A collapsing oil price and the impact of sanctions have made him more dangerousE
urope thinks it has a Ukraine problem. In truth, it has a Russia, or more precisely, a Vladimir Putin problem. Moscow’s war against Kiev is a fragment of a bigger picture. The Russian president’s revanchism reaches well beyond Ukraine. The bigger goal is to tear up the continent’s post-communist settlement.
European hesitation about confronting Russia is readily explained. Economic self-interest, history, cultural affinity, and latent anti-Americanism have persuaded many Europeans to look at Mr Putin as the leader they hoped for rather than the one who saw the fall of the Soviet Union as the geopolitical catastrophe of the 20th century.There is a seductive narrative for a west chastened by bungled interventions in the Middle East. If Mr Putin’s demands are sometimes provocative — and, as in Georgia as well as Ukraine, can turn into outright aggression — the west should be mindful of the circumstances. Perhaps NATO had indeed broken promises about admitting former Soviet satellites? Maybe it had bent the rules when it bombed Serbia? As for the Iraq war, well, enough said.
The annexation of Crimea and the march into Ukraine’s Donbass region should have dispelled the doubts. In the case of Angela Merkel this is what seems to have happened. Not a politician to prefer confrontation over negotiation, the German chancellor has been offered too many lies and broken promises.
The argument within Europe, though, has not ended. Much has been made of the sympathy towards Moscowshown by the Syriza government in Greece. It is not alone. Italy’s prime minister Matteo Renzi has been outdoing Silvio Berlusconi in his fealty to Mr Putin. Hungary’s Viktor Orbán publicly disdains liberal democracy. Cyprus always speaks up for Russia, while French consent to the sanctions regime is halfhearted. So no one should be surprised by the latest Russian offensive: there is no more powerful a provocation to the Kremlin than appeasement.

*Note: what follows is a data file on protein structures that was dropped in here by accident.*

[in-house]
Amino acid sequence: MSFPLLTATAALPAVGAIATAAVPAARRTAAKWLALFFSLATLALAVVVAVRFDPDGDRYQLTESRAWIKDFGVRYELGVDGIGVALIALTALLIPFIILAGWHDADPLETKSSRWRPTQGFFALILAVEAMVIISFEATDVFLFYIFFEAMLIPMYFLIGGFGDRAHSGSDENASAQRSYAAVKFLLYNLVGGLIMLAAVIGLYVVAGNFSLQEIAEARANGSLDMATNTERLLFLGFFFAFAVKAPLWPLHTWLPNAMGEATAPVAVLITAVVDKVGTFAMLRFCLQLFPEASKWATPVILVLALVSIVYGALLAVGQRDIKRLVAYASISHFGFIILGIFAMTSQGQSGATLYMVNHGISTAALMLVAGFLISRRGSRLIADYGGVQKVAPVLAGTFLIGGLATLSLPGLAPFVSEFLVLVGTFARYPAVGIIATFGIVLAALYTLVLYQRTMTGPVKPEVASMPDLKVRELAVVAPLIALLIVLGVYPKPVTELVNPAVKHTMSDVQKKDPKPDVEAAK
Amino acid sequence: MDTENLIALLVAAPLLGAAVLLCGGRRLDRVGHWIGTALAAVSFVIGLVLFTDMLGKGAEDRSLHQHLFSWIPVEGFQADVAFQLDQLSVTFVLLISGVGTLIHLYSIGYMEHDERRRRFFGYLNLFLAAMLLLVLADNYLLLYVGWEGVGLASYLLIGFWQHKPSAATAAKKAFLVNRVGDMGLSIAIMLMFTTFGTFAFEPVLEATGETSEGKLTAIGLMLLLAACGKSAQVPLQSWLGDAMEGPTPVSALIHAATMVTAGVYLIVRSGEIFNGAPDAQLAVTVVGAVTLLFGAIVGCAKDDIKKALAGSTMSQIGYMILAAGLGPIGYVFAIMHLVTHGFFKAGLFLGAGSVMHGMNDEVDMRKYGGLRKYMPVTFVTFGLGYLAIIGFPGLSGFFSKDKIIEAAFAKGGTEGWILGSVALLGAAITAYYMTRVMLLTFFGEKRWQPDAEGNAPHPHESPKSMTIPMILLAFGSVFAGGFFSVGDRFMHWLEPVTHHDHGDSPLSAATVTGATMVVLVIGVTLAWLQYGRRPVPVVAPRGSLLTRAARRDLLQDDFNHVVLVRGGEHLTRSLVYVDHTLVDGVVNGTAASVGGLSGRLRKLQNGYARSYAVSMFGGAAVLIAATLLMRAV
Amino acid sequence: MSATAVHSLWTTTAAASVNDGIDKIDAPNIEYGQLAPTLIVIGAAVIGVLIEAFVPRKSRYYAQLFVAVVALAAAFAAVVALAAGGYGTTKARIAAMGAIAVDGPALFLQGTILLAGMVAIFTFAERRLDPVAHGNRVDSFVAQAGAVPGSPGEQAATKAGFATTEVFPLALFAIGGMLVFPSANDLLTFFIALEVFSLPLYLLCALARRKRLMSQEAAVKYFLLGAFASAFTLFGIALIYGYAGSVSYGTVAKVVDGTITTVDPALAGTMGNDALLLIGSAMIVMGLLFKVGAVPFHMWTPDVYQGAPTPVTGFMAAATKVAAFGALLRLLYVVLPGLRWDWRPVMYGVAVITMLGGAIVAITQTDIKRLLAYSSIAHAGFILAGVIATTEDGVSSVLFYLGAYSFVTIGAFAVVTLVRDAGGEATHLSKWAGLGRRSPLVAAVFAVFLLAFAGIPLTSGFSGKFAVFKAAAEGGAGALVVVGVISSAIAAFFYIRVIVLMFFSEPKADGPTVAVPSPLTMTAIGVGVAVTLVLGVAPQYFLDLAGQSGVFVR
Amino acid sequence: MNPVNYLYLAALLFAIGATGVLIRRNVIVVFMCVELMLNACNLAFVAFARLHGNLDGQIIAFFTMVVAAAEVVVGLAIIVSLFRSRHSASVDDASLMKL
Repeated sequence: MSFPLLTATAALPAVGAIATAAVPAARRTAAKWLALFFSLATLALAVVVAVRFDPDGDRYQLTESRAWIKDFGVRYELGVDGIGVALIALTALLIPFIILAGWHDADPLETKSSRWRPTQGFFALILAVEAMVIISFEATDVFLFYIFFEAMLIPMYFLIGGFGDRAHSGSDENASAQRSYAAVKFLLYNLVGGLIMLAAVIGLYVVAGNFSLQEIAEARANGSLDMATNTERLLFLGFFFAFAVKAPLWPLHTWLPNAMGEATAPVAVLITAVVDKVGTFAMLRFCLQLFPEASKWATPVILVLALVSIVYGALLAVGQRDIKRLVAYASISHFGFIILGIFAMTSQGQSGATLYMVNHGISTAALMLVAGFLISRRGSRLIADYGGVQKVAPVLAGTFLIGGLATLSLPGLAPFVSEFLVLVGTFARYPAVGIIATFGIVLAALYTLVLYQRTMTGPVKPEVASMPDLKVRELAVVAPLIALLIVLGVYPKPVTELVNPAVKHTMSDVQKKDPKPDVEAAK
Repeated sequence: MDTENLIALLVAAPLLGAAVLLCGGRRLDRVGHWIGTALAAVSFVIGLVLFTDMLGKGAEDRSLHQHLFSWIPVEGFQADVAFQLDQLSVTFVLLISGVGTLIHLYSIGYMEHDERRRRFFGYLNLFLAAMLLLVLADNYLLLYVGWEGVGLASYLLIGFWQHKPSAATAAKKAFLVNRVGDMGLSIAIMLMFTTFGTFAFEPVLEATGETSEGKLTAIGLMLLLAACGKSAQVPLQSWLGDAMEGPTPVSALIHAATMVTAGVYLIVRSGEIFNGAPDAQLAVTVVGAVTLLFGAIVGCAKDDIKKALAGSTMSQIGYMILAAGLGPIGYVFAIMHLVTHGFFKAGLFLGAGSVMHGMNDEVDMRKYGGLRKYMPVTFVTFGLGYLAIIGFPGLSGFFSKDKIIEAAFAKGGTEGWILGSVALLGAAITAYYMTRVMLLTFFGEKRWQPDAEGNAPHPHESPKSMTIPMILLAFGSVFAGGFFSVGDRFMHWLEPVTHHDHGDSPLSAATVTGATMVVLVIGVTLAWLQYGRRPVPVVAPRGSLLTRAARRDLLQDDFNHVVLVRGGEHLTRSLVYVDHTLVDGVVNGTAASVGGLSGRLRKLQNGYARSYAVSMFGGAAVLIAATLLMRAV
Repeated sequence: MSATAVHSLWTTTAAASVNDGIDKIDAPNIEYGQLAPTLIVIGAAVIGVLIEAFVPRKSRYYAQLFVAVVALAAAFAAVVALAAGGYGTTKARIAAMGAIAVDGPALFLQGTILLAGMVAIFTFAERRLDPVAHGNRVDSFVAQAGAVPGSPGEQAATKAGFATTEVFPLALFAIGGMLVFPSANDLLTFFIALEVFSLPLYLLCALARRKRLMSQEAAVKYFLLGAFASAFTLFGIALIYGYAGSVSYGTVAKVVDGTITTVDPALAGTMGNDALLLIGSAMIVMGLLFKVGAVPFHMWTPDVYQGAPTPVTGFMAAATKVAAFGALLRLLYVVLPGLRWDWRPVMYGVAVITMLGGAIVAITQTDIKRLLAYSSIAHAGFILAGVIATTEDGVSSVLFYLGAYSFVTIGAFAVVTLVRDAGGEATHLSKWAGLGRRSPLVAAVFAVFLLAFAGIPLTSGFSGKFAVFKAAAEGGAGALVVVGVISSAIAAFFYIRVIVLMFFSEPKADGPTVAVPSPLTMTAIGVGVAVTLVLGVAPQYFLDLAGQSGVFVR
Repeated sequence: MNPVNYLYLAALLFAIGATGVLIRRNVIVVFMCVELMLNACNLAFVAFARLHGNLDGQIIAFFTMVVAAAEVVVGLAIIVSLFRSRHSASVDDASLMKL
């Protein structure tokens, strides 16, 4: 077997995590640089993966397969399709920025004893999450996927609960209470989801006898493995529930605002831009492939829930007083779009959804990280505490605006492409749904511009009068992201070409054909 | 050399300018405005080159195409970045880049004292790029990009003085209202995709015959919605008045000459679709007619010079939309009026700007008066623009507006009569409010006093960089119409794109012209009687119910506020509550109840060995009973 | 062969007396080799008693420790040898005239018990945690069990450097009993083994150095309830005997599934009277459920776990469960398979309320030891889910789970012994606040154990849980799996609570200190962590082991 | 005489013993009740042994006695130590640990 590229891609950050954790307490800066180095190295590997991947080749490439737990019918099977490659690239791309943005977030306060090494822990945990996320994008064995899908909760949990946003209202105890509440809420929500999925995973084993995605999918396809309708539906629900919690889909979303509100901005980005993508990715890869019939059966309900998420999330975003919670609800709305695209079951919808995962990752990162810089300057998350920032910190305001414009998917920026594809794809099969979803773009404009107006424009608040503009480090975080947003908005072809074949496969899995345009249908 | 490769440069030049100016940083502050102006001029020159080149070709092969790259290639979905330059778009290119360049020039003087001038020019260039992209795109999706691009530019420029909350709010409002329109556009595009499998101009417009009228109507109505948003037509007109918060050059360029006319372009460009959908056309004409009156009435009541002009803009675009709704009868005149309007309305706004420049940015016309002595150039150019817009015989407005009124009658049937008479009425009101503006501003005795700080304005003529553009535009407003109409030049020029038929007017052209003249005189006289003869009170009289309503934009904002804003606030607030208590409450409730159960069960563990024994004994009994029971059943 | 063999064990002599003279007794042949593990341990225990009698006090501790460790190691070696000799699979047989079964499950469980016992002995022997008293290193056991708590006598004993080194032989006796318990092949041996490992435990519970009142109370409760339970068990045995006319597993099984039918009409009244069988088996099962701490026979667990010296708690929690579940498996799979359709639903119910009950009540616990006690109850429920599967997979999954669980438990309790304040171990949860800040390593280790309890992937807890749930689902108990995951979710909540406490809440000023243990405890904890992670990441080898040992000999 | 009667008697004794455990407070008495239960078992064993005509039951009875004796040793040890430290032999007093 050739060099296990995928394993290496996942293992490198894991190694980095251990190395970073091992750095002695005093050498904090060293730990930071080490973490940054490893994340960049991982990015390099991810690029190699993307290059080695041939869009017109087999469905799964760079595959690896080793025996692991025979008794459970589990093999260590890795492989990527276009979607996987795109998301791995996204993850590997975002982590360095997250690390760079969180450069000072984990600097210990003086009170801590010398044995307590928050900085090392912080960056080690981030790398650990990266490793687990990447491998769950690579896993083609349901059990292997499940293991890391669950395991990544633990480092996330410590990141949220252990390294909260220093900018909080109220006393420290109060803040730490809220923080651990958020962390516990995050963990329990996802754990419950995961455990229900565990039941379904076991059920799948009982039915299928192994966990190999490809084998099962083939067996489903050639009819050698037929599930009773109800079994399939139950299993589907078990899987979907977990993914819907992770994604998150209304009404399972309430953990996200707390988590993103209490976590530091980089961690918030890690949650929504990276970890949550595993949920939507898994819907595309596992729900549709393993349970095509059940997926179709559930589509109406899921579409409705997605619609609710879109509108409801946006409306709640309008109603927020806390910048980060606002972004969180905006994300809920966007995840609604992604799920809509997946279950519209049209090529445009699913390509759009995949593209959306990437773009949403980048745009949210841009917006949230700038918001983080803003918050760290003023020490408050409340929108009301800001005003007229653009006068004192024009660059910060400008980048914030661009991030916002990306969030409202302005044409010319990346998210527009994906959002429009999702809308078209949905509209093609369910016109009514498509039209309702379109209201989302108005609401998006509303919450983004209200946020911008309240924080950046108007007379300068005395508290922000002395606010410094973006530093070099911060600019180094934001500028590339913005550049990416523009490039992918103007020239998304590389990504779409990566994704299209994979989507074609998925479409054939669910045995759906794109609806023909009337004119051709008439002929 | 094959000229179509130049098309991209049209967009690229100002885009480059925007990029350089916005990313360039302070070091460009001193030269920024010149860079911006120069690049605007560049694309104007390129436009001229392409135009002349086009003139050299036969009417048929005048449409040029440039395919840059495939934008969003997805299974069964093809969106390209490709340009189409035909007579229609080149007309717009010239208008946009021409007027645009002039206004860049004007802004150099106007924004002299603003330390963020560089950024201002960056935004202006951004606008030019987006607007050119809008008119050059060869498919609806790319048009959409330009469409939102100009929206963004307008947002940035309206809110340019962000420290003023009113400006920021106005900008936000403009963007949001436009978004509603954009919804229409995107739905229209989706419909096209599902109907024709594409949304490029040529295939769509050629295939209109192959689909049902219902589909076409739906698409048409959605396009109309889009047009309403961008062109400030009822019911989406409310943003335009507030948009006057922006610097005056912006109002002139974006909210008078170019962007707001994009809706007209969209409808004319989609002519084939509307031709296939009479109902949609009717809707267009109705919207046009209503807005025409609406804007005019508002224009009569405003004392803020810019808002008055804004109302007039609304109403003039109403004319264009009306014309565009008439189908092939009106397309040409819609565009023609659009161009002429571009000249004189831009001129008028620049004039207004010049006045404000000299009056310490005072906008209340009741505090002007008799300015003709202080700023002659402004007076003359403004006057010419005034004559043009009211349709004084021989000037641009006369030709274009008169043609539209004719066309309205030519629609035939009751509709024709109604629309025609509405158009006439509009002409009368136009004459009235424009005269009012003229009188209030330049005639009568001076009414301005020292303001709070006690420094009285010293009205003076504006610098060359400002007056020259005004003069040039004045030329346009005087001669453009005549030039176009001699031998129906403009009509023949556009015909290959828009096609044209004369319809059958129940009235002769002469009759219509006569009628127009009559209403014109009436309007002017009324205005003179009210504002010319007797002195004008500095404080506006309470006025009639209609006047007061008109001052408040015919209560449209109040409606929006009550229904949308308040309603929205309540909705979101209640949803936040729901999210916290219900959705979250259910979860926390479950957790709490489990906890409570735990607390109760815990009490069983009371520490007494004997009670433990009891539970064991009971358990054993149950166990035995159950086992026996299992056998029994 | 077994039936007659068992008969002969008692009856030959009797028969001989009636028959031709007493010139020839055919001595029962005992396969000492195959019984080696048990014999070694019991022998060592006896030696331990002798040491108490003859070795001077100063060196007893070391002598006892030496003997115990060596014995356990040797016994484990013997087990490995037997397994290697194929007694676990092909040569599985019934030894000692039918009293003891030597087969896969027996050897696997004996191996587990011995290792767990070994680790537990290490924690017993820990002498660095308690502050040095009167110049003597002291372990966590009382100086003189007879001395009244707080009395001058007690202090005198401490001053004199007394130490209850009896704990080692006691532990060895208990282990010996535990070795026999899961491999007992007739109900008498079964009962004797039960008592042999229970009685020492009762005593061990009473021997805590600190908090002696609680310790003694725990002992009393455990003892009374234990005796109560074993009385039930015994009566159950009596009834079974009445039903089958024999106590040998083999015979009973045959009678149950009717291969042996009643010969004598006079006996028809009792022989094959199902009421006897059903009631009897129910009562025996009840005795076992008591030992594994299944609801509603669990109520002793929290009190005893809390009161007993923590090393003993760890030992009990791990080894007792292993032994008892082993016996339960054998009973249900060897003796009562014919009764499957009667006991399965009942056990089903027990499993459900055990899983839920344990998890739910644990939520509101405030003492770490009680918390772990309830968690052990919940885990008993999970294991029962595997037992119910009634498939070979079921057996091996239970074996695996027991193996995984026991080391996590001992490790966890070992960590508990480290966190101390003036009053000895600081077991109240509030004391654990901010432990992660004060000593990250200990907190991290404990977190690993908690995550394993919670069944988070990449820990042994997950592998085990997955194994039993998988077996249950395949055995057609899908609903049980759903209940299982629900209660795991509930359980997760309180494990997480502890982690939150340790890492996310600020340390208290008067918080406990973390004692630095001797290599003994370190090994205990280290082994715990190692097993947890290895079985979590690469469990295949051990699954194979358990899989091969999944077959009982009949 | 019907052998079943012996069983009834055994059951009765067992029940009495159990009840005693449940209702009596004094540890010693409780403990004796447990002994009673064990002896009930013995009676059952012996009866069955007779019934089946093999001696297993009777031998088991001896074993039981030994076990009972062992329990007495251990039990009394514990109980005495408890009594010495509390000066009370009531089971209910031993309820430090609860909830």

Mr Putin’s litany of grievances — Nato’s “encirclement” of Russia, a plan to humiliate Moscow, broken international rules — have been heard over and over. Occasionally there is a small truth hidden in the big lie, but the essential storyline never deviates. The west wants to destroy the power and dignity of Russia. So familiar are the charges that the implications are often discounted. Everyone has heard Mr Putin pledge to roll back the frontiers, but few have really been listening.
The annexation of Crimea and the push into eastern Ukraine were in one dimension opportunistic. Mr Putin had misread the Maidan protests and failed to anticipate the fall of former president Viktor Yanukovich. So he grabbed what he could. Expedient as the war may have been, it fitted the game plan to restore suzerainty over much of the former Soviet empire.
General Yury Baluyevsky, the former chief of staff of the Russian armed forces, says the confrontation with the west is a continuation of the cold war. The methods, though, are now more sophisticated. Military force, he says, is “the final stage of the process”. Moscow has mastered the art of hybrid warfare, including “information and psychological pressure”. To paraphrase the general, Mr Putin will divide and weaken his enemies before deploying force.
In its softest form, this means presenting rolling propaganda as rolling news with the rapid expansion of the Kremlin-controlled Russia Today news network. Then there is the funding of populist parties of left and right in western European capitals. Marine Le Pen’s National Front in France has taken a Russian loan. Nigel Farage, the leader of the anti-immigrant UK Independence party, counts himself an admirer of the Russian leader.
Further along the spectrum there are the bribes paid to politicians and business leaders and the stakes taken in vulnerable financial institutions in south eastern Europe and the Balkans. There is a none-too-subtle campaign to destabilize pro-western governments in the former Soviet space — Bulgaria is a recent victim — by exploiting their dependence on Russian energy. Add in the testing of NATO defenses by Russian fighter planes, cyber attacks and kidnappings in the Baltic, and the incursions of nuclear bombers, and you can see what the general was talking about.
Ms Merkel has recognized the danger, publicly warning about subversion in Moldova and attempts to pull Serbia back into the Russian orbit. The US has been working with the European Commission to ease some of the vulnerabilities of energy-dependent governments in southeastern Europe. But in western Europe there is widespread reluctance still to recognize the big picture — to set the Ukraine crisis in the context of Mr Putin’s broader aims.
Mr Putin is not the creation of western perfidy. Throughout his career, from the office of the mayor of St Petersburg to the top job in the Kremlin, he has been remarkably constant in his ambitions and in the ruthlessness he will deploy to achieve them.
A collapsing oil price and the impact of sanctions have made him more dangerous: without oil and gas revenues, his domestic support now rests on his capacity to mobilize nationalist anger against the alleged attempt by NATO and the EU to subjugate “mother Russia”. The west’s options are limited, but the beginning of wisdom is to understand that this is not just about Ukraine.
Article at Financial Times